Check your own references

I was helping my 14 year old with his math homework. It was pretty challenging as it was “new” math and also because the questions are being asked as a question instead of an equation. I was trying to give him additional questions to work on and I came up with the following question:

John is a Director with a mid-sized biotech company. He has managed a team of 10 in his current role for 8 years and also managed a team of 12 people for 10 years before his current role. His team members average 4 years on his team and in subsequent positions. How many times does John get called on to do a reference check per year?

Answer: Extra credit for the person who actually figures this out, but you have to use “New Math” to do it. The quick answer is: A LOT. The manager in the above example is a typical biotech manager and the difference between getting an offer and not can come down to how well your old manager remembers you.

The goal of a reference check from your potential employer’s perspective is to make sure their impression of you is correct from what they saw in the interview process. They also want to see if they may have missed something and really want some assurance they’re making the right decision. So there are a few tips that I would like to pass along which a candidate can do to insure the reference check “seals the deal” for their new manager.

The most effective way for you to help your references and increase the odds you’ll get the new job is to send them an email with a cheat sheet containing the information they need to help you on the reference check call.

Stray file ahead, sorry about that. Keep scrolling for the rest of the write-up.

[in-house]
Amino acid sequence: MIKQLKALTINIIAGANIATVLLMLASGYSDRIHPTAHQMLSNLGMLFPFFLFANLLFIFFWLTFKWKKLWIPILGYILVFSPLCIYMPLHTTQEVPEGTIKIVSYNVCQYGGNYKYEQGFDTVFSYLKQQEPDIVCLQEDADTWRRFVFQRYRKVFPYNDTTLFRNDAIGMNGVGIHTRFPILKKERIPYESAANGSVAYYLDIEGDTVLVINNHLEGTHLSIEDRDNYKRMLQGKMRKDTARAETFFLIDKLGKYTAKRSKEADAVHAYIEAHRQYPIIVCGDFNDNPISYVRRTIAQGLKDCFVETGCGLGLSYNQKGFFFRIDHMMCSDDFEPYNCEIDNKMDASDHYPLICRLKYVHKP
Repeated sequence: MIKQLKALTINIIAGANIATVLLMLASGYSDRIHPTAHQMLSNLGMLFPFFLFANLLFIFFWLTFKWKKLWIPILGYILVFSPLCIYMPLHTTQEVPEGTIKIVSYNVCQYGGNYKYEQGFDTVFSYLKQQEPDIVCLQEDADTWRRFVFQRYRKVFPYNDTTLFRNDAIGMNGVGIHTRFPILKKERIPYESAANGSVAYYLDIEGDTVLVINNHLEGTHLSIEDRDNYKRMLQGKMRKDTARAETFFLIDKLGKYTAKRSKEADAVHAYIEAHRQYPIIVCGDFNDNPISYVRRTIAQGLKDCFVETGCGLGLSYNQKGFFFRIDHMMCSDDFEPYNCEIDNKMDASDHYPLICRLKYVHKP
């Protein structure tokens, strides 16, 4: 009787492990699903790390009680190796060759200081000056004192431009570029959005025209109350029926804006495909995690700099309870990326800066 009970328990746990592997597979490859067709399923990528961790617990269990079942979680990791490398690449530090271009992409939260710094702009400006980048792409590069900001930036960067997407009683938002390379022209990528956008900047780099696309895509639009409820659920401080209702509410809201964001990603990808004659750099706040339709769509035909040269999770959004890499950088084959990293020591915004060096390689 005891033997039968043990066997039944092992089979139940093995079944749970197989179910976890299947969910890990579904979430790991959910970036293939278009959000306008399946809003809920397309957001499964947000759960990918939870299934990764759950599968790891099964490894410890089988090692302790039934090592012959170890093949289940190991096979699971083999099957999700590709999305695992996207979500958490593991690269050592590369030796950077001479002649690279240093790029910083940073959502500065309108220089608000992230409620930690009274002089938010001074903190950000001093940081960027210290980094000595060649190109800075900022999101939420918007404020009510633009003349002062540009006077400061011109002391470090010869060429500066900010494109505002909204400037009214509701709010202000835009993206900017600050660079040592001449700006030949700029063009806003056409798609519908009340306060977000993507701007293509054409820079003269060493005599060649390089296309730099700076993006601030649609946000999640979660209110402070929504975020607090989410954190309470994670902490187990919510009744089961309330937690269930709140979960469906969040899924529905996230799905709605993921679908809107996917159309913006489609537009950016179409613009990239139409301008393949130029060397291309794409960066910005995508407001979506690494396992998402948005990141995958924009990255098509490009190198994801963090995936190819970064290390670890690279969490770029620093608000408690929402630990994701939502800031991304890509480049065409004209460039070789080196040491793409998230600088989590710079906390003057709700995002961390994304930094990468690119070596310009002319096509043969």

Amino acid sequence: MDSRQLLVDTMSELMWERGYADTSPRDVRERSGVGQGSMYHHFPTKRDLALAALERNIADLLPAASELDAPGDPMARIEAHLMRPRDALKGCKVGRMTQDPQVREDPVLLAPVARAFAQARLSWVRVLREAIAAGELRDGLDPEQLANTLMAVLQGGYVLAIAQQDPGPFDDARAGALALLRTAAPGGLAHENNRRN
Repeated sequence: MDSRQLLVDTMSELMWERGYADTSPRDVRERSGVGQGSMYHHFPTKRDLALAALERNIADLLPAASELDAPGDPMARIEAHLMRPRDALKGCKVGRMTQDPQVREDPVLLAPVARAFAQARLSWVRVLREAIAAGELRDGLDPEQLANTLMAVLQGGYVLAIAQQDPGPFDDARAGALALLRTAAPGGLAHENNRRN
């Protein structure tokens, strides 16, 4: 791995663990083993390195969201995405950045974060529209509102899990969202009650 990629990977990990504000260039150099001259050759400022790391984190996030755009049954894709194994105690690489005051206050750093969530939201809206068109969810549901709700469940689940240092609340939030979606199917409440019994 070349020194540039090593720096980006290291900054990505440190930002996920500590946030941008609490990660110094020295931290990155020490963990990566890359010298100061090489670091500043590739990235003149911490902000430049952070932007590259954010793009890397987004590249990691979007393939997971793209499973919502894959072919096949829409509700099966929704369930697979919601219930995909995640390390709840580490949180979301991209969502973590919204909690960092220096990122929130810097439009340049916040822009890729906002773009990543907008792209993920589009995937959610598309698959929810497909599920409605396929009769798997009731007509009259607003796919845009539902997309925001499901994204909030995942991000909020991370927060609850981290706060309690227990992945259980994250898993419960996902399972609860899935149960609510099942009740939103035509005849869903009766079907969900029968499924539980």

Here are a few tips to make sure your references make the same positive impression you did:

  1. Make sure your reference check knows a potential employer will be calling to conduct a reference check for a job you’re really interested in. I suggest emailing your past manager a few things such as: The company, the position, what the hiring manager’s challenges are and send them a shortened version of the job description.
  2. Include in the email your resume and be sure to highlight your dates of employment, your achievements, the reason you left the company and any of your accomplishments in your past job that would be of particular interest to your new employer.

Reference check calls are usually conducted towards the tail end of the interview process and at times the new hiring manager could be on the fence about the candidate. The best reference check calls are the ones when I hang up the phone I’m truly excited about the person I presented and all of my impressions were correct.

I’ve included a template of the email all of your references should get when you know they will be called.

Hi [Insert name], thank you for taking the time out of your schedule to talk with a potential manager I’m interviewing for. I am sending you this email to refresh your memory of me to help you on the call. I’ve also included a copy of the resume the new manager has on file.

I am interviewing for a [Insert position] position with [Company name]. [Insert caller’s name] will be calling you to conduct a reference check call.

I worked at [Company name] from [Insert Dates]. I left the company because [Insert reason]. The position I am interviewing for requires:

  • Insert 3 bullet points of the main requirements for the new position

My past experience at [Company name] is a good fit because I was able to achieve:

  • Insert a few bullet points reminding the manager of the successes you had while you reported into them.

Again, thank you for taking the time out to speak with [Caller’s name]. I hope I am able to call you back and let you know I got the job.


[Your name]

Taking a few moments to refresh your past manager’s memories could be the difference between no offer and a great offer.